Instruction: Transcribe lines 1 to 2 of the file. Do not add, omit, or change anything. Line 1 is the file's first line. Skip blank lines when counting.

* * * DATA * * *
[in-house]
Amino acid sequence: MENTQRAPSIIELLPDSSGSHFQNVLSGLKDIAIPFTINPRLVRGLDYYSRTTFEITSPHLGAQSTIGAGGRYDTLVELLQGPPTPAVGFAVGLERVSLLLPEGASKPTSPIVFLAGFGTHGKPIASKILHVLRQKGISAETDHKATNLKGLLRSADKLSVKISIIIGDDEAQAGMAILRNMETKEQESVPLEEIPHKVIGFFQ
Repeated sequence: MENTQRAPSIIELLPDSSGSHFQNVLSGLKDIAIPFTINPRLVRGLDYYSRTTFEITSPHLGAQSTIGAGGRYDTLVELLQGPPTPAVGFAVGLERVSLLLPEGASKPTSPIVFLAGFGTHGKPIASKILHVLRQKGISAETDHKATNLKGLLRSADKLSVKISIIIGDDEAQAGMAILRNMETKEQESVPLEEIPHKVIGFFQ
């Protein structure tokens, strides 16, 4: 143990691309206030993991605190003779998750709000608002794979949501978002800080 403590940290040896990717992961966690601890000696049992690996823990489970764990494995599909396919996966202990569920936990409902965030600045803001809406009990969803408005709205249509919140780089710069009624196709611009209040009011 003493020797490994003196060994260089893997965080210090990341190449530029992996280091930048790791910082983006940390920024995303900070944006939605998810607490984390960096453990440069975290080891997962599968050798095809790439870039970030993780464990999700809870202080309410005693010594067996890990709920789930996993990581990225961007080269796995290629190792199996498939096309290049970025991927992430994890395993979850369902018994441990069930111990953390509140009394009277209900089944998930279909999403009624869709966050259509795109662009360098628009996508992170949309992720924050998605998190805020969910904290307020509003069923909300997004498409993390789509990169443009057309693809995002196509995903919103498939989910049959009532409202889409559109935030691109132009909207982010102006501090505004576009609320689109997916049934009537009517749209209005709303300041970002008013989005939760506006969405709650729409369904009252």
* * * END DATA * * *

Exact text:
[in-house]
Amino acid sequence: MENTQRAPSIIELLPDSSGSHFQNVLSGLKDIAIPFTINPRLVRGLDYYSRTTFEITSPHLGAQSTIGAGGRYDTLVELLQGPPTPAVGFAVGLERVSLLLPEGASKPTSPIVFLAGFGTHGKPIASKILHVLRQKGISAETDHKATNLKGLLRSADKLSVKISIIIGDDEAQAGMAILRNMETKEQESVPLEEIPHKVIGFFQ